Orlando City Wi-Fi ‘At The Top Of Our Game’ For Match Against Galaxy


Orlando City Stadium is revolutionary in a lot of ways. For fans who have visited the stadium over the last month, you have seen some of those luxuries up close. But none of the amenities are better than the #OCStadiumWifi.

Chief Information Officer Renato Reis was in charge of developing that wi-fi, and it has been an important point of conversation for the organization since the early days of stadium design and construction. 

“We had the privilege to be able to learn the lessons from other major teams, especially the 49ers and Levi's Stadium,” Reis said. “Which is today probably where every other sports and entertainment organization wants to be in terms of providing experience to their fans or people who are attending the events.”

“When you think about a location where you are providing a wi-fi network, it’s the ratio between users and access points (pictured above). That’s the first thing that has to be attended to. Also, the locations where you are broadcasting those signals. And how you’re broadcasting,” Reis said. “Every stadium is a specific case. We are able to see and learn from organizations like the 49ers and since we built this stadium, we were able to try to get those numbers as right as we can. So, to give an idea, the 49ers have an average of 75 users per access point. We have an average of 43 per access point.”

Of course, Levi’s Stadium seats 70,000 people whereas Orlando City Stadium seats 25,500. The situations are different, but Orlando City was able to look at what they did at Levi’s Stadium and other venues across the country and work that to this team’s benefit.

“We had the opportunity to learn from the best and adapt to our reality, which gives us a bit of a competitive advantage if you think about experience, even in other local arenas. Camping World Stadium is a different situation. It’s an older stadium, all concrete. So, they actually installed their wifi after the stadium was built,” Reis said. “In our case, we were able to run wires in the proper location under the bleachers and get antennas on the railings. If you look at our railings, we have antennas in every other section. And also we have antennas up and we have antennas under the seats. So, it’s not just that we have a great average, we are able to set our blockage and our view for the waves, but we’re also able to triangulate. If you are in a certain location, I am able to know from one of my ‘up’ antennas where you are for the GPS location. Also, my side antennas will give me a position as to where you are related to lateral positions. But, it’s not just that I know where you are. I can offer you the best connection from one of those three points. So, those are things that we learned from other facilities, other venues.”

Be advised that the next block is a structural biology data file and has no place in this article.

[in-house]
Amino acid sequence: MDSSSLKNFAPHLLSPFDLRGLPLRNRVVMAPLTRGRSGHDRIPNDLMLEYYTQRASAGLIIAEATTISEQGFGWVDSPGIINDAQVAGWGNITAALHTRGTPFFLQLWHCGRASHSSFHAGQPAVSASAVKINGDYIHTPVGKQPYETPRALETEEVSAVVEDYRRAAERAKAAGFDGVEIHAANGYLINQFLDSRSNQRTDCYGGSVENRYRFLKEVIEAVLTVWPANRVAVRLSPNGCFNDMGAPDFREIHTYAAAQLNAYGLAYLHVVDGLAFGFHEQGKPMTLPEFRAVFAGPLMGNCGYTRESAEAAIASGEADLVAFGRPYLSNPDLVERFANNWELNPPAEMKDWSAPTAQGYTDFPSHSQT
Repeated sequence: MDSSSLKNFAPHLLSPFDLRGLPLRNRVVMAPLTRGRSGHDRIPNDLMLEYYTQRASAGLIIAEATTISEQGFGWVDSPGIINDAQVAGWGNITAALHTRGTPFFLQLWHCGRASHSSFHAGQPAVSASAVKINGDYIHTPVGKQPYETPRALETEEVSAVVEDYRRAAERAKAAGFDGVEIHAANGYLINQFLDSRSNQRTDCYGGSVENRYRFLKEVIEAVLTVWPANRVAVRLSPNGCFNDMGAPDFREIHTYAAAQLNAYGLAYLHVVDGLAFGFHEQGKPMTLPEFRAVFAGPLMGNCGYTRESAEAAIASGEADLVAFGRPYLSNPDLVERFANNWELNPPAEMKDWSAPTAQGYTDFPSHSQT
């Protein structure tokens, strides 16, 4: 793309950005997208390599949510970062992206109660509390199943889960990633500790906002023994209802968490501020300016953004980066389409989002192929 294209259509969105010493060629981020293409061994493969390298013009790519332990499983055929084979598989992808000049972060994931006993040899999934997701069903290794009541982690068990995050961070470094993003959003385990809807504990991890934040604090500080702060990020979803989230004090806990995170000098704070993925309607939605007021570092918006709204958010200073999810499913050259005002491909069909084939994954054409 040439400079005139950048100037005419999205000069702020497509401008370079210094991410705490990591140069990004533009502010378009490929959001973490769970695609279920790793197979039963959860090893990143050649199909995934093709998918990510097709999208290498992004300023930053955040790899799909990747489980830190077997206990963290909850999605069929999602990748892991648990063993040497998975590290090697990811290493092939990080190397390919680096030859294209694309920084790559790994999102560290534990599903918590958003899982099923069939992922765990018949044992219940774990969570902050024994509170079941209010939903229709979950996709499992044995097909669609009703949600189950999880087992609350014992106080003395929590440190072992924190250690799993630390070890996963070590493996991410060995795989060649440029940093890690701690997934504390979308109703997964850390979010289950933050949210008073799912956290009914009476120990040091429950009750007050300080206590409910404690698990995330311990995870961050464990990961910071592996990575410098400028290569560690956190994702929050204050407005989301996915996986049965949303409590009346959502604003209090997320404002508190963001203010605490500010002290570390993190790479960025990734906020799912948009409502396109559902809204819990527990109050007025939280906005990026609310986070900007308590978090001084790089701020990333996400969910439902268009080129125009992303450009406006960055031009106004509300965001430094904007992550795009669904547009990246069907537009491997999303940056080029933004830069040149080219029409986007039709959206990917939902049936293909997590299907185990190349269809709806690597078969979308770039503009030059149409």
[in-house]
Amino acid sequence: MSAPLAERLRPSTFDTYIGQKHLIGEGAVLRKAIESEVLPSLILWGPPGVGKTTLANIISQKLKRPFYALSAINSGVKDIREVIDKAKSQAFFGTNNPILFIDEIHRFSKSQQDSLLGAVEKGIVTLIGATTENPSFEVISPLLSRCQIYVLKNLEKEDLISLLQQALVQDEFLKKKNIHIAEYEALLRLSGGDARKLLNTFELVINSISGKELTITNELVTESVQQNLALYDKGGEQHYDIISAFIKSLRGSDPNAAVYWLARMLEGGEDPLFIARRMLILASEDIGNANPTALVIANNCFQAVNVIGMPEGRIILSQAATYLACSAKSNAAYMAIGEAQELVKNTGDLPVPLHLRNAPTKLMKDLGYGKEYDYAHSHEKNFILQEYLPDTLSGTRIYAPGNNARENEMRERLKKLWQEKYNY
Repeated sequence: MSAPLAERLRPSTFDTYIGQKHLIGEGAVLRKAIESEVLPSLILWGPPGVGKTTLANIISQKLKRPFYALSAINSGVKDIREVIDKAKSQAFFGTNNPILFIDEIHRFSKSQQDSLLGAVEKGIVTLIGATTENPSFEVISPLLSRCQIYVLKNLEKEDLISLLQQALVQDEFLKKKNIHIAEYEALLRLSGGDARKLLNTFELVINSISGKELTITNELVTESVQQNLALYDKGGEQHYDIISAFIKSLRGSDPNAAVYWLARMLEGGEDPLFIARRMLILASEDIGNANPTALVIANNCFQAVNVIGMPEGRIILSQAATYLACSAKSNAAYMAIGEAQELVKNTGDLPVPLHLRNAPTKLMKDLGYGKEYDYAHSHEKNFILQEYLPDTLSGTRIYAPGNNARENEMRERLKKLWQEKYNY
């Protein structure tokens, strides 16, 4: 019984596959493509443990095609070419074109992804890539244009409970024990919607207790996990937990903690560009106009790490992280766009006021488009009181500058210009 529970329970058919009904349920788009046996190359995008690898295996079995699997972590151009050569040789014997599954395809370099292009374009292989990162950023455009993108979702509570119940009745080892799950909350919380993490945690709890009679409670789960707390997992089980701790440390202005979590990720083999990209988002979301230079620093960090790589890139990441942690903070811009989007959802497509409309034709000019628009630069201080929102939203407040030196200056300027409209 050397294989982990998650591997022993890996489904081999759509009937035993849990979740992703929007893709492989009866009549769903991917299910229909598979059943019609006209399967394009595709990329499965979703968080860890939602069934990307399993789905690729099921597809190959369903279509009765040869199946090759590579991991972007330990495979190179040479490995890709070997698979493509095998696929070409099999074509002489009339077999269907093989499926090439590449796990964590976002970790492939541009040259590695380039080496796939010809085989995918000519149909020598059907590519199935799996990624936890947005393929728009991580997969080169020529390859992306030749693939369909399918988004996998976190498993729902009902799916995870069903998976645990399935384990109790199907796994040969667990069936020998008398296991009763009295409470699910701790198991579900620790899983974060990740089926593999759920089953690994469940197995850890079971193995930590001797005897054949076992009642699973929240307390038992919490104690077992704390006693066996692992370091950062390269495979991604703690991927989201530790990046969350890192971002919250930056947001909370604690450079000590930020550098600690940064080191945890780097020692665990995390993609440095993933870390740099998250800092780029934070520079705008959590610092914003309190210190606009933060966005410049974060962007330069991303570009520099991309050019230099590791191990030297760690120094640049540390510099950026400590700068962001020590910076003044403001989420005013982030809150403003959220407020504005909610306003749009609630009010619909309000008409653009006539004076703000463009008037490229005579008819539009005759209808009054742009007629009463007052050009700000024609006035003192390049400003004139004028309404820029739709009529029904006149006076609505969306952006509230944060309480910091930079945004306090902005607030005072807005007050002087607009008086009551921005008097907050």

Another thing that the team had to look at was how many users they had on the network at once and how much of the signal could be divided then between those users. That was something the team was measuring in the first two home matches.

“So, you have ten gigabits that you can give to your uses to go down or up-- upload or download. So, what you have to do is you have to calculate. I have ten gigabits and I have 25,000 people. Connectivity is nothing more than a pipe; so I give you a pipe of water, and I have ten people to drink this water. So, they’re going to be able to drink, at the same time, just a certain quantity of water. So, you have to divide that,” Reis said. “I have 25,000 people, I have 10 gigabits of bandwidth, how do I distribute that? Luckily, we also know that people don’t stay connected more than 30 minutes during an event… So, today we are able to give 100 megabytes up and 100 megabytes down per user. And this is great, this is better than the connection most of us get in our homes.”

After collecting the data from last week’s match, Reis feels like his team has made the necessary changes and that the wifi will be operating at full potential at this weekend’s match against the LA Galaxy.

“Last weekend one terabyte of data came across our network, in terms of transactions up and down,” Reis said. “The peak time was a few minutes before halftime, and we had about 7,500 logged into the network at the same time.”

“The first two games were the trial, so we went 20 megabytes per user,” Reis said. “This week, we did a tune-up and we should be at the top of our game.”